Working in the Office of Continuous Improvement, Rylie gets to meet with many new people every day from across campus and enjoys the diverse amount of people she gets to interact with and, as Rylie said, “how everyone is unique.” Her favorite things about Michigan Tech go hand in hand with each other; she loves the community and the people, she appreciates that everybody is readily accepted at Tech and that there are not people considered “outcasts” here. She believes that there is a place for everyone to fit in and make new friends and she believes that she has found that in the Michigan Tech community.
Children are a big part of Rylie’s life. Over the past few years, she has taught over 100 kids at Mont Ripley, babysat for over 50 others, and has been a Summer Camp Counselor for a Girl Scout Camp for the past three years. She loves being around kids, their imaginations, their language, and how they see the world.
As for Rylie’s plans for after graduating, she has deemed it the “Magical Question” and is currently torn between going to medical school or into the research field for medical lab science. Above all else, she knows that she wants to be a mother when she is ready.
A number of Michigan Tech staff and students attended the 7th Annual Michigan Lean Consortium (MLC) Conference that was held on August 2-4 in Traverse City, Michigan. The conference was well attended and focused on topics including: enabling organizational improvement through effective change management, business engagement in Lean Facilitation through participant centered learning, coaching for professional performance improvement, and a workshop called “The 7 Quality Tools for Steering to True North” taught by Ruth Archer, Director of Continuous Improvement at Michigan Tech. Also, Michigan Tech student Process Improvement Coordinators from the Office of Continuous Improvement prepared materials for a display table and met with MLC leadership to brainstorm on the start-up of Student MLC Chapters.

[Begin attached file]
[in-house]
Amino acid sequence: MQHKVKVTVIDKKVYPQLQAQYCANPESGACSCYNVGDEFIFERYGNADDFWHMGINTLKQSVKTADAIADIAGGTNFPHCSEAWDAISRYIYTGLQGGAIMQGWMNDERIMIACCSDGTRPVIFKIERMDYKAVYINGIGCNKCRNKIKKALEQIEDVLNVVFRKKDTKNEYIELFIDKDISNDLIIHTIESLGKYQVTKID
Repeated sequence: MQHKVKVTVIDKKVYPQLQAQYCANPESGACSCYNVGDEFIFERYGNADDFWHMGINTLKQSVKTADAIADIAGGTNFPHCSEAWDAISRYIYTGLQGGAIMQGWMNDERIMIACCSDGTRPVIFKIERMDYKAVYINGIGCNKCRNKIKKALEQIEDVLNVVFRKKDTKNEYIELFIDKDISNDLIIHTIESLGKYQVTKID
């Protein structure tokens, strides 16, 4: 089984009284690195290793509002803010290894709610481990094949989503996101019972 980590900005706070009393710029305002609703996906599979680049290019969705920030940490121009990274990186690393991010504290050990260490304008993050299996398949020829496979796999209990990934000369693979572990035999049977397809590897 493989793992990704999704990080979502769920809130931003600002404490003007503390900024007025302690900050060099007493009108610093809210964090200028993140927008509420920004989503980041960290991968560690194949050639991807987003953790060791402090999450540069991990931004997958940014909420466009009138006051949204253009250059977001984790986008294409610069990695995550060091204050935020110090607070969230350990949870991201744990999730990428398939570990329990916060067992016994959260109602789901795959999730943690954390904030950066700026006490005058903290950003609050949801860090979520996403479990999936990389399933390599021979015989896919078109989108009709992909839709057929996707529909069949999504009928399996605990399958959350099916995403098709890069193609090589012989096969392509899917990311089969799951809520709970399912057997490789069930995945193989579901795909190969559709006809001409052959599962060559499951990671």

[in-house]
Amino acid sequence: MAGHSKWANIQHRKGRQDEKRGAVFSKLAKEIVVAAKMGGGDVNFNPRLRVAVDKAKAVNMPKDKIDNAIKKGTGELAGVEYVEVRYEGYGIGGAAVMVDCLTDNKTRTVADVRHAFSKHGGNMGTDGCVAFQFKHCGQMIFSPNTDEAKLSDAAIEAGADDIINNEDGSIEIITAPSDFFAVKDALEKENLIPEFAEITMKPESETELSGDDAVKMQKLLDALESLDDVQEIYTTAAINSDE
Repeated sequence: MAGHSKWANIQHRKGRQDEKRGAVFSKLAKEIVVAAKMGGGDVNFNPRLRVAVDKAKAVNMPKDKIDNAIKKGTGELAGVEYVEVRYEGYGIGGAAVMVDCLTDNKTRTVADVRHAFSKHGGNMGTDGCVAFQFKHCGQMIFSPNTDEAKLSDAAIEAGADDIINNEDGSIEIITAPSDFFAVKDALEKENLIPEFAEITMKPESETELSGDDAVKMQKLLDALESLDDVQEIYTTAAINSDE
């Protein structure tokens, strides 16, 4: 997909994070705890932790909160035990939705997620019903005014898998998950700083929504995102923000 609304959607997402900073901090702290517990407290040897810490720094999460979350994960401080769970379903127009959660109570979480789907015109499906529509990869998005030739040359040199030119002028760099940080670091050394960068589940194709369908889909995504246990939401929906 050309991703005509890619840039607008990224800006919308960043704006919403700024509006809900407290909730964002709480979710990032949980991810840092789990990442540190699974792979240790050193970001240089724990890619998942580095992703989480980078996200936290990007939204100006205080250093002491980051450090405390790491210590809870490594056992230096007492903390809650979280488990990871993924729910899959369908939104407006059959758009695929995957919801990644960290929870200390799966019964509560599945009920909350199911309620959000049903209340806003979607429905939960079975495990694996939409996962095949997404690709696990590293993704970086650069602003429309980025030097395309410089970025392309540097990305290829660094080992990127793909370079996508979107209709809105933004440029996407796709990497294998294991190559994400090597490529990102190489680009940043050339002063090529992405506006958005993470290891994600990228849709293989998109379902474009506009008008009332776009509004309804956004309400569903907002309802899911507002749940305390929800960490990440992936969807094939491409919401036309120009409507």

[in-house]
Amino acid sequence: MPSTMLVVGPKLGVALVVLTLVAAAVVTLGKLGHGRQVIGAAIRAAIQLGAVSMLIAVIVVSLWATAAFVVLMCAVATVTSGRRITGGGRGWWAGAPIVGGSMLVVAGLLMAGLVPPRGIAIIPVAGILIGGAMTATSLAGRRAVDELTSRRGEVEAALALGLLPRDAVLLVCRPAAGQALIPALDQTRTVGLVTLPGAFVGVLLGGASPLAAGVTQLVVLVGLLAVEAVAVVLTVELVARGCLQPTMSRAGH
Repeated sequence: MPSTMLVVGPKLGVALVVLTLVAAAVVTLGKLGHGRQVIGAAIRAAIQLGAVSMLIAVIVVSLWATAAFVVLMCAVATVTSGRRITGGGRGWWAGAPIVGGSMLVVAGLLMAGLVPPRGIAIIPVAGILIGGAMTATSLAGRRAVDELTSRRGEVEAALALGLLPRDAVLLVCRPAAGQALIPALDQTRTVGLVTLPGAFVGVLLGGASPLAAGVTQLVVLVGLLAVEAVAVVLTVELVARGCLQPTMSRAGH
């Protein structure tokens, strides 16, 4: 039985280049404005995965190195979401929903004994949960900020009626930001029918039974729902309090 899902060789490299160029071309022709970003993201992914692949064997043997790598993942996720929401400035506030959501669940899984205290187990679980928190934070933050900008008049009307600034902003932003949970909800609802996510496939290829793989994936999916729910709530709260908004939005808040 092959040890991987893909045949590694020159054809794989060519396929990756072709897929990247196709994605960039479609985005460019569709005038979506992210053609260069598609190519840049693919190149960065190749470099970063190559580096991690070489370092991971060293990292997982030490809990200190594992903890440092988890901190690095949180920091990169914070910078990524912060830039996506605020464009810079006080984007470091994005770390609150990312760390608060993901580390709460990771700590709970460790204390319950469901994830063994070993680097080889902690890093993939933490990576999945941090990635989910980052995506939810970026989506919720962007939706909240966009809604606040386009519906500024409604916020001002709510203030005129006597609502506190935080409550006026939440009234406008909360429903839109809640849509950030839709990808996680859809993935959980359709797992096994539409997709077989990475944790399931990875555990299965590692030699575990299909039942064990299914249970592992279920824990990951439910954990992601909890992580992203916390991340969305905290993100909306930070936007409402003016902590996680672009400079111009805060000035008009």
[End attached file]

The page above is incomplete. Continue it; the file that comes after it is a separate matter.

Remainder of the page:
Theresa Coleman-Kaiser, associate vice president for administration, participated in a pre-conference Board of Directors meeting and has been elected to the position of Vice Chair of the MLC. She is entering her last year of a three-year term of the ten-member board. The MLC is a non-profit 501(c)(3) organization that is governed by an all-volunteer board, with a membership that is dedicated to spreading Lean principles throughout every public and private sector industry in Michigan.
Conference attendees include Theresa Coleman-Kaiser; Ruth Archer; Brenda Randell, Executive Assistant for the Associate Vice President for Administration; Colin Neese, Business System Analyst for the Office of Information Services; Andi Barajas, Communications and Media Specialist for the Business Operations office; Annelise Doll, Scholarly Communications and Repositories Librarian for the J. Robert Van Pelt and John and Ruanne Opie Library; Laurie Stark, Staff Development and Lean Initiatives Coordinator for the J. Robert Van Pelt and John and Ruanne Opie Library; and three Process Improvement Coordinator (PIC) student employees from the Office of Continuous Improvement, Rylie Store, Matt Chard, and Ari Laiho.